Power To The People & The Beats appears a very apt title for Public Enemy’s greatest hits collection. Irregardless of how many times one may have listened to Chuck D mercilessly reporting from the battlefields of black oppression and calling for public action something unquestionably powerful, positive, and sustaining emerges from their music.
Even as one listens to this amalgamation of hits and rekindles a liking for old famous favourites like Fight The Power (one that is widely known from the successful Spike Lee movie Do The Right Thing) there is still a resonance that rings true- albeit nearly two decades after the rappers from Long Island found themselves at the helm of a political and musical renaissance.
On listening to Shut ‘Em Down and Don’t Believe The Hype the social commentary – despite being in a different context for new listeners- and engagement with the negative effects of corporate business and the media still strike a very strong chord.
To a individual that does not hold hip hop music close to their heart, Public Enemy’s music, greatest hits album or otherwise, is still a hard pill to swallow. What with Zeppelin style guitar riffs, lengthy scratching, hard noise and strong drum beats it hardly makes for good bed-time listening. Yet this is still an essential album as they remain one of the most influential groups in their field.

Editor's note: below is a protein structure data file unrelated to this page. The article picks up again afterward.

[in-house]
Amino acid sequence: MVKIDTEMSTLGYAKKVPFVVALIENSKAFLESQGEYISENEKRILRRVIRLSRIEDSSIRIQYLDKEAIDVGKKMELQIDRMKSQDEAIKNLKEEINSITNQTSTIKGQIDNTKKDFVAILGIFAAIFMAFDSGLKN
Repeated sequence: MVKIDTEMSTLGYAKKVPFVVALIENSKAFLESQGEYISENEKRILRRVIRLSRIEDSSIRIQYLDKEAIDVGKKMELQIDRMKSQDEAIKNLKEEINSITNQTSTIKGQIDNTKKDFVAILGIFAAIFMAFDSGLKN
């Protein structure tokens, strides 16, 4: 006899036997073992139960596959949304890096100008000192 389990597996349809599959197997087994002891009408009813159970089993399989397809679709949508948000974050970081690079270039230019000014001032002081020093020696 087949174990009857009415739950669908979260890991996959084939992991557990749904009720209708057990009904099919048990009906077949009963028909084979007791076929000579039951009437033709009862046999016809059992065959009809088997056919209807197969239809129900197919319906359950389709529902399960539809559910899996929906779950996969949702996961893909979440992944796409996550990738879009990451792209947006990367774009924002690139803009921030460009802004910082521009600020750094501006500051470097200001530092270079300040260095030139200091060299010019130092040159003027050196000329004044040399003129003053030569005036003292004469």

Music has a timeless quality and it is possible to suggest that without Public Enemy’s gritty determination to pursue social awareness many other socially engaged bands from the late 1990s, such as Coldplay and Manic Street Preachers may never have formed. Although Coldplay’s commentary is subtler in approach the influence still exists.
Public Enemy’s albums don’t always settle easy on the stomach and this one, as you may expect, is no exception, but like Chuck D so aptly states in Brothers Gonna Work It Out, history shouldn’t be a mystery of stories. Given the current political blitzkrieg maybe it is time we all got a forceful reminder that actions and words when used simultaneously can be immensely powerful.
This album reminds that to do it loud is sometimes the only way.